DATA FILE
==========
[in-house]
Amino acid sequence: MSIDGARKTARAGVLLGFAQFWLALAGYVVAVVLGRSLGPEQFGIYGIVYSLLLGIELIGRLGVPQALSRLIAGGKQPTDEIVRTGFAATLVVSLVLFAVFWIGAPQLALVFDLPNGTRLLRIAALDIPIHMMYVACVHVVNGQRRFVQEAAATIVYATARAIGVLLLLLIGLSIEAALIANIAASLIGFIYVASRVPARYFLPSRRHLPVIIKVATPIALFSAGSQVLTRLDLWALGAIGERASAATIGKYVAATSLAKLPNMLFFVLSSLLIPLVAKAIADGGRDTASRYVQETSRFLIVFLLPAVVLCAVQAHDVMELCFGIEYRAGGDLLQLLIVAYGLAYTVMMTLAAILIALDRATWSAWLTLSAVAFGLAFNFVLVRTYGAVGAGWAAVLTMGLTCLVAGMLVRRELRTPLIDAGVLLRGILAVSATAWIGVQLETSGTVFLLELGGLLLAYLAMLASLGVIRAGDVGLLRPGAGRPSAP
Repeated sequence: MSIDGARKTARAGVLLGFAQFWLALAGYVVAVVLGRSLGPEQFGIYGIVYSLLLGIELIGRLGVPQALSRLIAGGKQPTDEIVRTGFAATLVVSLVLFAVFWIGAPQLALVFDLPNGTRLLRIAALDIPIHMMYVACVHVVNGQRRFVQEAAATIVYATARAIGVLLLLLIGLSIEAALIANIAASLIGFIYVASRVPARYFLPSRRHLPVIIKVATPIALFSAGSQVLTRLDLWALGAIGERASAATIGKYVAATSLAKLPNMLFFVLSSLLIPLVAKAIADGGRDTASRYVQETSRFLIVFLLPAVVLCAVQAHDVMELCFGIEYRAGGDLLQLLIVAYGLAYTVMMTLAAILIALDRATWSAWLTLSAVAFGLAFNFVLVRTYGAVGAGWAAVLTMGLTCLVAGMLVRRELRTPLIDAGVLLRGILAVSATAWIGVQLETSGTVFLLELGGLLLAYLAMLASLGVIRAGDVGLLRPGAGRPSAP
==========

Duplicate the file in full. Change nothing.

[in-house]
Amino acid sequence: MSIDGARKTARAGVLLGFAQFWLALAGYVVAVVLGRSLGPEQFGIYGIVYSLLLGIELIGRLGVPQALSRLIAGGKQPTDEIVRTGFAATLVVSLVLFAVFWIGAPQLALVFDLPNGTRLLRIAALDIPIHMMYVACVHVVNGQRRFVQEAAATIVYATARAIGVLLLLLIGLSIEAALIANIAASLIGFIYVASRVPARYFLPSRRHLPVIIKVATPIALFSAGSQVLTRLDLWALGAIGERASAATIGKYVAATSLAKLPNMLFFVLSSLLIPLVAKAIADGGRDTASRYVQETSRFLIVFLLPAVVLCAVQAHDVMELCFGIEYRAGGDLLQLLIVAYGLAYTVMMTLAAILIALDRATWSAWLTLSAVAFGLAFNFVLVRTYGAVGAGWAAVLTMGLTCLVAGMLVRRELRTPLIDAGVLLRGILAVSATAWIGVQLETSGTVFLLELGGLLLAYLAMLASLGVIRAGDVGLLRPGAGRPSAP
Repeated sequence: MSIDGARKTARAGVLLGFAQFWLALAGYVVAVVLGRSLGPEQFGIYGIVYSLLLGIELIGRLGVPQALSRLIAGGKQPTDEIVRTGFAATLVVSLVLFAVFWIGAPQLALVFDLPNGTRLLRIAALDIPIHMMYVACVHVVNGQRRFVQEAAATIVYATARAIGVLLLLLIGLSIEAALIANIAASLIGFIYVASRVPARYFLPSRRHLPVIIKVATPIALFSAGSQVLTRLDLWALGAIGERASAATIGKYVAATSLAKLPNMLFFVLSSLLIPLVAKAIADGGRDTASRYVQETSRFLIVFLLPAVVLCAVQAHDVMELCFGIEYRAGGDLLQLLIVAYGLAYTVMMTLAAILIALDRATWSAWLTLSAVAFGLAFNFVLVRTYGAVGAGWAAVLTMGLTCLVAGMLVRRELRTPLIDAGVLLRGILAVSATAWIGVQLETSGTVFLLELGGLLLAYLAMLASLGVIRAGDVGLLRPGAGRPSAP